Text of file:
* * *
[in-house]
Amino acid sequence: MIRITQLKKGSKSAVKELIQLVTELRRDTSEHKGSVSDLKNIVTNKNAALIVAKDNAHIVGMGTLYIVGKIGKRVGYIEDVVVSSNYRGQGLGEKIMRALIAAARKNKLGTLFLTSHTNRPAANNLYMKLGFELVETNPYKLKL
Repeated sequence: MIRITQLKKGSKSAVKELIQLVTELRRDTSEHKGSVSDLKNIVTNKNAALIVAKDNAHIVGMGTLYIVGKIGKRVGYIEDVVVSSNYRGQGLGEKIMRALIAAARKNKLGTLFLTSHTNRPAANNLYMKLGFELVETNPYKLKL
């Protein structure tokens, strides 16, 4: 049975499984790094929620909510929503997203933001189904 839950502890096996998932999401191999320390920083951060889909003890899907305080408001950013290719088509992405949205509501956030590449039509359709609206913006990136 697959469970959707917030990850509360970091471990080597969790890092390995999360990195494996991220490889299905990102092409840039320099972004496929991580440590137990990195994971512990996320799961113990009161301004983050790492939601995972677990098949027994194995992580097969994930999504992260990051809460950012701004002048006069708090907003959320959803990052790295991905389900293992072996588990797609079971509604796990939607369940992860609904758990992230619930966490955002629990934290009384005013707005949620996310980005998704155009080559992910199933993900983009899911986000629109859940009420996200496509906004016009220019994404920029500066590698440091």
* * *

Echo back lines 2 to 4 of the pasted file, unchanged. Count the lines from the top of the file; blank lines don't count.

Amino acid sequence: MIRITQLKKGSKSAVKELIQLVTELRRDTSEHKGSVSDLKNIVTNKNAALIVAKDNAHIVGMGTLYIVGKIGKRVGYIEDVVVSSNYRGQGLGEKIMRALIAAARKNKLGTLFLTSHTNRPAANNLYMKLGFELVETNPYKLKL
Repeated sequence: MIRITQLKKGSKSAVKELIQLVTELRRDTSEHKGSVSDLKNIVTNKNAALIVAKDNAHIVGMGTLYIVGKIGKRVGYIEDVVVSSNYRGQGLGEKIMRALIAAARKNKLGTLFLTSHTNRPAANNLYMKLGFELVETNPYKLKL
């Protein structure tokens, strides 16, 4: 049975499984790094929620909510929503997203933001189904 839950502890096996998932999401191999320390920083951060889909003890899907305080408001950013290719088509992405949205509501956030590449039509359709609206913006990136 697959469970959707917030990850509360970091471990080597969790890092390995999360990195494996991220490889299905990102092409840039320099972004496929991580440590137990990195994971512990996320799961113990009161301004983050790492939601995972677990098949027994194995992580097969994930999504992260990051809460950012701004002048006069708090907003959320959803990052790295991905389900293992072996588990797609079971509604796990939607369940992860609904758990992230619930966490955002629990934290009384005013707005949620996310980005998704155009080559992910199933993900983009899911986000629109859940009420996200496509906004016009220019994404920029500066590698440091």